He married his cousin, Berenike II of Cyrene, in 244. A formidable woman, she ruled Egypt skillfully while Euergetes was away on a campaign against the Seleucid empire.
One of the largest silver coins of antiquity was issued in honor of yet another Berenike, Ptolemy’s sister, who married the Seleucid ruler Antiochus II and was murdered in a palace coup; the silver pentakaidecadrachm weighing just over 52 grams (valued at 15 drachmai sometimes described as a dodecadrachm or 20-drachma piece, because of uncertainty over the weight standard).
This coin is #58 on Berk’s list of the 100 Greatest Ancient Coins. Until recently these were considered very rare, commanding prices up to $200,000, but recent finds (some evidently from sea salvage) have dropped the price as low as $14,000. Of about 50 examples known, many have cracks from striking, perhaps because the blanks were insufficiently heat-treated.
Bronze coinage in a range of denominations became increasingly important in the Egyptian economy during this reign. With a high tin content, these high-quality bronzes often survive in beautiful condition. A piece of about 68 grams was probably valued equivalently to a silver drachma (although there was a 2.5% service charge for converting bulky bronze coin into the scarcer and more convenient silver.) A high-grade example of this type brought $450 in a recent auction.
Collecting the Ptolemies
Many beginning collectors are surprised to learn that there is virtually no Egyptian coinage before the time of the Ptolemies. The traditional temple-based economy of ancient Egypt functioned smoothly on a barter and commodity basis, and imported Greek silver sufficed for centuries for foreign trade.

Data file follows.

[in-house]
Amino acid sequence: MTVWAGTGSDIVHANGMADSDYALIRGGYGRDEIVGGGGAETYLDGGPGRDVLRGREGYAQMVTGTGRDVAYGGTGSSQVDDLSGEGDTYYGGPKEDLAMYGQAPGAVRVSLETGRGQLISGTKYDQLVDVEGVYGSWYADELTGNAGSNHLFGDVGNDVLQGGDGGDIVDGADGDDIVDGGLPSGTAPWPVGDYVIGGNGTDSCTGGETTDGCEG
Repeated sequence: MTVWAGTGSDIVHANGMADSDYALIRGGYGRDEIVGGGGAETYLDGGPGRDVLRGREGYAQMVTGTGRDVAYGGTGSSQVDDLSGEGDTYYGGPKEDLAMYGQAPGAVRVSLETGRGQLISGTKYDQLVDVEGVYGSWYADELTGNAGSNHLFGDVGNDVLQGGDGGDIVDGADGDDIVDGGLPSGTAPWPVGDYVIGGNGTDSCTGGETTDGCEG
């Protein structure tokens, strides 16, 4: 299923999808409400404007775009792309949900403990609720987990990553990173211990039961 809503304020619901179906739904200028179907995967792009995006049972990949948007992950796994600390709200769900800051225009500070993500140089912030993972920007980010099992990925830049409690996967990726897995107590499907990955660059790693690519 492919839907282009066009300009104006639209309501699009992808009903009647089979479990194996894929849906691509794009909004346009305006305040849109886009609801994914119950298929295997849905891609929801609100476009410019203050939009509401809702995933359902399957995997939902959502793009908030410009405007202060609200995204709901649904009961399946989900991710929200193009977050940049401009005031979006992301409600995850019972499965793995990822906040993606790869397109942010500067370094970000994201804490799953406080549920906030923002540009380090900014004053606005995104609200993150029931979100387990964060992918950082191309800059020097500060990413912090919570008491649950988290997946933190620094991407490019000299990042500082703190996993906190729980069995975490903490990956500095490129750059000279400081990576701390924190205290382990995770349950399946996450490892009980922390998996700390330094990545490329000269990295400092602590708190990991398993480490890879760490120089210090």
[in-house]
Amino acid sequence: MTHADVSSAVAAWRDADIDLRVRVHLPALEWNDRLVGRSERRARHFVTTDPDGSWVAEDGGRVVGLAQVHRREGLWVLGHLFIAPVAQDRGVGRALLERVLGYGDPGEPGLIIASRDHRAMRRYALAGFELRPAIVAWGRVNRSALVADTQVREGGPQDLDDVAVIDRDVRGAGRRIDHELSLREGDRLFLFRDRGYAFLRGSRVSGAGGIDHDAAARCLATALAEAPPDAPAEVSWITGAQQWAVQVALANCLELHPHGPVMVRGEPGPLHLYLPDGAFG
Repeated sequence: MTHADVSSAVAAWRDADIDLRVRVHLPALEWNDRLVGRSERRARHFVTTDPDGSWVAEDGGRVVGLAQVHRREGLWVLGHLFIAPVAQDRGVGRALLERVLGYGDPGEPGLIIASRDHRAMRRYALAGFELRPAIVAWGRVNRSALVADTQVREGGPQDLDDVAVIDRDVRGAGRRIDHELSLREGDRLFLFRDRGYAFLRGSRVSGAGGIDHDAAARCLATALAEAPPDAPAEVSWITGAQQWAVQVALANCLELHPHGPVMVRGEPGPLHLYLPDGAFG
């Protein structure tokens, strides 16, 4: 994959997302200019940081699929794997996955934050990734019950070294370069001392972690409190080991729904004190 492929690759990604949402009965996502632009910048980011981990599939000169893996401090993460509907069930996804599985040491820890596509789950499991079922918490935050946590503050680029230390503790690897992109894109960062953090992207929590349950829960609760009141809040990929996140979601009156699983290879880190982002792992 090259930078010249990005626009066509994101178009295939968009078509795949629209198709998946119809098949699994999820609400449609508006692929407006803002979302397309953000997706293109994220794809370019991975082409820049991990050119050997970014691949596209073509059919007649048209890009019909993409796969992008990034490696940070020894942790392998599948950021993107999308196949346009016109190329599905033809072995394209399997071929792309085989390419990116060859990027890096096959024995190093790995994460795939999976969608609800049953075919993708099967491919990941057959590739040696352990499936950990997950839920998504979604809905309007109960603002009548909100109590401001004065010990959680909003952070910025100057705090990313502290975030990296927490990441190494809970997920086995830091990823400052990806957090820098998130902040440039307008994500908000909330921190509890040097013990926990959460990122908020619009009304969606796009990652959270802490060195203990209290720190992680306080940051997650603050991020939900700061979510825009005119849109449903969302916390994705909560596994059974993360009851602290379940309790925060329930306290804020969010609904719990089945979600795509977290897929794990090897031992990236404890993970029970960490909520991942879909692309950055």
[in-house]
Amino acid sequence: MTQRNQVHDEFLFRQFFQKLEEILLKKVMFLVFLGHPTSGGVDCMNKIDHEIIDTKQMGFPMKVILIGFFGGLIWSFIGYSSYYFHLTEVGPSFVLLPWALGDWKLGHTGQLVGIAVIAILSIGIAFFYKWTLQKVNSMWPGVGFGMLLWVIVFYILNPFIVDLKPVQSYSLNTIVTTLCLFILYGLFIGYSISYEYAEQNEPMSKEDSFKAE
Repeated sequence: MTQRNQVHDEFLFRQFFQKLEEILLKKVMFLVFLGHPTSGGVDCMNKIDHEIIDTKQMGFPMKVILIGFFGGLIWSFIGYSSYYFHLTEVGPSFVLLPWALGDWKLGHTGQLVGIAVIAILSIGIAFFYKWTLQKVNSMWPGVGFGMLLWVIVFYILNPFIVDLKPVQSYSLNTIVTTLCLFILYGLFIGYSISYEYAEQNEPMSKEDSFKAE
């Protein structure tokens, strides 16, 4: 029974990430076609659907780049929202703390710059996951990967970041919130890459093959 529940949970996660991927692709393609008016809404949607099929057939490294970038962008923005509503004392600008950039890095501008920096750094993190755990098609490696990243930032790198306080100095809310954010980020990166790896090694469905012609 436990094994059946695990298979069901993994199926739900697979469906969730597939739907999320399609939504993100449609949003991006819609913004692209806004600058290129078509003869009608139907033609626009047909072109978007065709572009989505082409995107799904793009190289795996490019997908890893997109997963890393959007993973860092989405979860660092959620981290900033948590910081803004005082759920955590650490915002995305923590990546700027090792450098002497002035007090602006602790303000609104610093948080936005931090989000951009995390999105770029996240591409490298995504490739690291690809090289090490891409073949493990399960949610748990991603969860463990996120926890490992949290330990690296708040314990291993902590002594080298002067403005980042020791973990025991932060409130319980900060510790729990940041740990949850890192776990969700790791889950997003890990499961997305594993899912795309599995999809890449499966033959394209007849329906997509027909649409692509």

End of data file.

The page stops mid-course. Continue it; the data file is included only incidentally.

The Ptolemies introduced a “modern” monetized economy, right down to the village level and hoards of Ptolemaic coins have been found across the Mediterranean world.
Examples in all price ranges appear frequently on the market.
For over a century the standard reference was the monumental four-volume catalog of Ioannis Svoronos (Athens, 1904-1908) in Greek. German and English translations exist, and the text and superb plates are online, thanks to the American dealer Edward J. Waddell.
Furthermore, in 2018, the American Numismatic Society published the first two volumes of a magnificent multi-year project, Coins of the Ptolemaic Empire, by eminent American numismatist Catharine C. Lorber, who has spent decades studying this material.
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Berk, Harlan J. 100 Greatest Ancient Coins. Atlanta (2008)
Faucher, Thomas and Catharine Lorber. “Bronze Coinage of Ptolemaic Egypt in the Second Century BC.” American Journal of Numismatics 22 (2011)
Fletcher, Joann. The Story of Egypt: The Civilization that Shaped the World. New York (2016)
Hazzard, Richard A. Ptolemaic Coins: An Introduction for Collectors. Toronto (1995)
Lorber, Catharine C. “Dating the Portrait Coinage of Ptolemy I.” American Journal of Numismatics 24 (2012)
Lorber, Catharine C. Coins of the Ptolemaic Empire: Part I, Ptolemy I through Ptolemy IV (2 vols.) New York (2018)
Pollard, Justin, and Howard Reid. The Rise and Fall of Alexandria: Birthplace of the Modern Mind. New York (2006)
Manning, Joseph G. “The Ptolemaic Economy” in The Cambridge Economic History of the Greco-Roman World. Cambridge (2013)
Newell, Edward. Royal Greek Portrait Coins. New York (1937)
Svoronos, Ioannis. Ta nomísmata tou krátous tōn Ptolemaíōn. (4 volumes, in Greek, “Coinage of the Ptolemaic Rulers”) Athens (1904-08)
Wolf, Daniel. “A Metrological Survey of Ptolemaic Bronze Coinage.” American Journal of Numismatics 25 (2013)